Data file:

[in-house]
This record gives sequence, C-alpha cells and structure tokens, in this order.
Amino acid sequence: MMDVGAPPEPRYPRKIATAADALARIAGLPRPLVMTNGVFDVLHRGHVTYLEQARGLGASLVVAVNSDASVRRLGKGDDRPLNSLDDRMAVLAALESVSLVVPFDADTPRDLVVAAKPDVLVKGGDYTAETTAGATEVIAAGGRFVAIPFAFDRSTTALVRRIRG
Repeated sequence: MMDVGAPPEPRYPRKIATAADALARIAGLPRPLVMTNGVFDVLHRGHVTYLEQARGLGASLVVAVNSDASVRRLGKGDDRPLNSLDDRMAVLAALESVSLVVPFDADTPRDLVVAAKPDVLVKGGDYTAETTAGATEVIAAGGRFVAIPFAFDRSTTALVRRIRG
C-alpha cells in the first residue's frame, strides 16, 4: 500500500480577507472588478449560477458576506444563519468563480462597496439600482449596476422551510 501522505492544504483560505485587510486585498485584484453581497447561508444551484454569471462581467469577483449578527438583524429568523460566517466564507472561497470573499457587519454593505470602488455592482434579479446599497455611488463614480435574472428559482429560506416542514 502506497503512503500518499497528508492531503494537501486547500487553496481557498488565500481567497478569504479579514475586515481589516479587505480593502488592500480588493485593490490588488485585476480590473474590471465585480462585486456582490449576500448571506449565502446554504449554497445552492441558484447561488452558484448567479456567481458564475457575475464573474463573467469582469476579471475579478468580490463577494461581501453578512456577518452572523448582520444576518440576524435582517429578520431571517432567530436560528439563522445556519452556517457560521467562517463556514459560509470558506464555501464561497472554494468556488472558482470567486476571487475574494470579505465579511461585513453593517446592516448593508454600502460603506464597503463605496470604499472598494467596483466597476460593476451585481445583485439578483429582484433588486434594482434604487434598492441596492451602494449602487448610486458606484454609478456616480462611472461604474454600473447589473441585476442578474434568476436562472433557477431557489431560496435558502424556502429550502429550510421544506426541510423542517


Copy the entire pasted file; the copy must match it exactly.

[in-house]
This record gives sequence, C-alpha cells and structure tokens, in this order.
Amino acid sequence: MMDVGAPPEPRYPRKIATAADALARIAGLPRPLVMTNGVFDVLHRGHVTYLEQARGLGASLVVAVNSDASVRRLGKGDDRPLNSLDDRMAVLAALESVSLVVPFDADTPRDLVVAAKPDVLVKGGDYTAETTAGATEVIAAGGRFVAIPFAFDRSTTALVRRIRG
Repeated sequence: MMDVGAPPEPRYPRKIATAADALARIAGLPRPLVMTNGVFDVLHRGHVTYLEQARGLGASLVVAVNSDASVRRLGKGDDRPLNSLDDRMAVLAALESVSLVVPFDADTPRDLVVAAKPDVLVKGGDYTAETTAGATEVIAAGGRFVAIPFAFDRSTTALVRRIRG
C-alpha cells in the first residue's frame, strides 16, 4: 500500500480577507472588478449560477458576506444563519468563480462597496439600482449596476422551510 501522505492544504483560505485587510486585498485584484453581497447561508444551484454569471462581467469577483449578527438583524429568523460566517466564507472561497470573499457587519454593505470602488455592482434579479446599497455611488463614480435574472428559482429560506416542514 502506497503512503500518499497528508492531503494537501486547500487553496481557498488565500481567497478569504479579514475586515481589516479587505480593502488592500480588493485593490490588488485585476480590473474590471465585480462585486456582490449576500448571506449565502446554504449554497445552492441558484447561488452558484448567479456567481458564475457575475464573474463573467469582469476579471475579478468580490463577494461581501453578512456577518452572523448582520444576518440576524435582517429578520431571517432567530436560528439563522445556519452556517457560521467562517463556514459560509470558506464555501464561497472554494468556488472558482470567486476571487475574494470579505465579511461585513453593517446592516448593508454600502460603506464597503463605496470604499472598494467596483466597476460593476451585481445583485439578483429582484433588486434594482434604487434598492441596492451602494449602487448610486458606484454609478456616480462611472461604474454600473447589473441585476442578474434568476436562472433557477431557489431560496435558502424556502429550502429550510421544506426541510423542517